It's hard to criticize the state of the media when the McClatchy D.C. bureau continues to churn out in-depth reporting on a daily schedule. This time the D.C. Bureau hammers out an investigative piece on Patrick Rogers, a lawyer based in Albuquerque who was involved with the firing of David Iglesias, the U.S. Attorney in New Mexico.
Reporter Greg Gordan, who, along with other McClatchy reporters including Margaret Talev and Marisa Taylor, has been writing quality pieces on the scandal for quite some time, has learned that Rogers demanded Iglesias prosecute voting fraud cases, even in instances, "where little evidence existed." It also doesn't help that Rogers "was an officer of a nonprofit group that aided Republican candidates in 2006 by pushing for tougher voter identification laws."
Rogers was a member of the American Center for Voting Rights Legislative Fund , the lobbying arm of the recently disbanded American Center for Voting Rights. McClatchy reports that the ACVR, along with the Republican National Lawyers Association, "sought to scrutinize voter registration records, win passage of tougher ID laws and challenge the legitimacy of voters considered likely to vote Democratic." Indeed, Gordan reports that Rogers has "appeared at separate hearings before the House Administration Committee last year in Ohio and New Mexico," where he and a key member of the RNLA discussed reasons for stronger voting fraud laws.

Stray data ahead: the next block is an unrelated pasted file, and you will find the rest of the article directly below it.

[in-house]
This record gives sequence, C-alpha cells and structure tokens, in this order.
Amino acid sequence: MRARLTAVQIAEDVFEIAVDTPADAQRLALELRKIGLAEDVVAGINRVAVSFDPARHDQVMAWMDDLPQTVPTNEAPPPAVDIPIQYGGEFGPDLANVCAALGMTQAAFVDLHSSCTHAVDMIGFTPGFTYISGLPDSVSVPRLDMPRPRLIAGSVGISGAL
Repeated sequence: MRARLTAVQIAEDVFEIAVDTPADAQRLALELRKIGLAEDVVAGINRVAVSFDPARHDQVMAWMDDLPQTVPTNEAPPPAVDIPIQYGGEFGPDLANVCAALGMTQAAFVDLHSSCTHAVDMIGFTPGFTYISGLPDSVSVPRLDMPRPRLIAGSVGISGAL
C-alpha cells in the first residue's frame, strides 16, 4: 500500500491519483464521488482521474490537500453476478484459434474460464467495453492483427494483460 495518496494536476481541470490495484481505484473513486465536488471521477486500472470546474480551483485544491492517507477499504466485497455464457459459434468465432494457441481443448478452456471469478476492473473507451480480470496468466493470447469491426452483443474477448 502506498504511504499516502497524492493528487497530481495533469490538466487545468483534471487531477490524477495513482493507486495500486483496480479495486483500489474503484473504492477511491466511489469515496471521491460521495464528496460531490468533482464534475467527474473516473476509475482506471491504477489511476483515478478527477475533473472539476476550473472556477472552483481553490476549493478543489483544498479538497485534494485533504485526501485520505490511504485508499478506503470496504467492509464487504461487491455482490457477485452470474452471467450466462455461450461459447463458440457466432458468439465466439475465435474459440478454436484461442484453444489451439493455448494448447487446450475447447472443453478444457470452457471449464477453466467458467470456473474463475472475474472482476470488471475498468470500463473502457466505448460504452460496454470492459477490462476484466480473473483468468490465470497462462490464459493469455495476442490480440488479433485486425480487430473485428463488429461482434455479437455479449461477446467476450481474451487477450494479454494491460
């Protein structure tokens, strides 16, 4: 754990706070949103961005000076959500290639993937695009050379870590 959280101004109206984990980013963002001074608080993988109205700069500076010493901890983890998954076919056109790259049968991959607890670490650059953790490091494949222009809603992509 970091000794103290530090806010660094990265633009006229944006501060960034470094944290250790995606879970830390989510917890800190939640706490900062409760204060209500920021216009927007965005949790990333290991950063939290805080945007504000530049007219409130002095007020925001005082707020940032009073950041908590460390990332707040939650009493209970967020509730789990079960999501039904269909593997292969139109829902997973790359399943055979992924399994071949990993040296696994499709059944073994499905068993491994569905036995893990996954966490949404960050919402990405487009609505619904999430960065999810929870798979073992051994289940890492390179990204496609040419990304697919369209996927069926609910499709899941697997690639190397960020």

Gordan's report found that the ACVR and the RNLA were actively involved with helping the GOP maintain control of Congress in the 2006 election in various ways:
- Tax-exempt groups such as the American Center and the Lawyers Association were deployed in battleground states to press for restrictive ID laws and oversee balloting.
- The Justice Department's Civil Rights Division turned traditional voting rights enforcement upside down with legal policies that narrowed rather than protected the rights of minorities.
- The White House and the Justice Department encouraged selected U.S. attorneys to bring voter fraud prosecutions, despite studies showing that election fraud isn't a widespread problem.
Nowhere was the breadth of these actions more obvious than at the American Center for Voting Rights and its legislative fund.
While numerous media outlets have reported on how the issue of voting fraud has been used as political motivation for the firings of U.S. Attorneys, even though there has been hardly any evidence that proves voting fraud should be a major concern, McClatchy continues to pile on the evidence that politics lies at the heart of the U.S. Attorney scandal.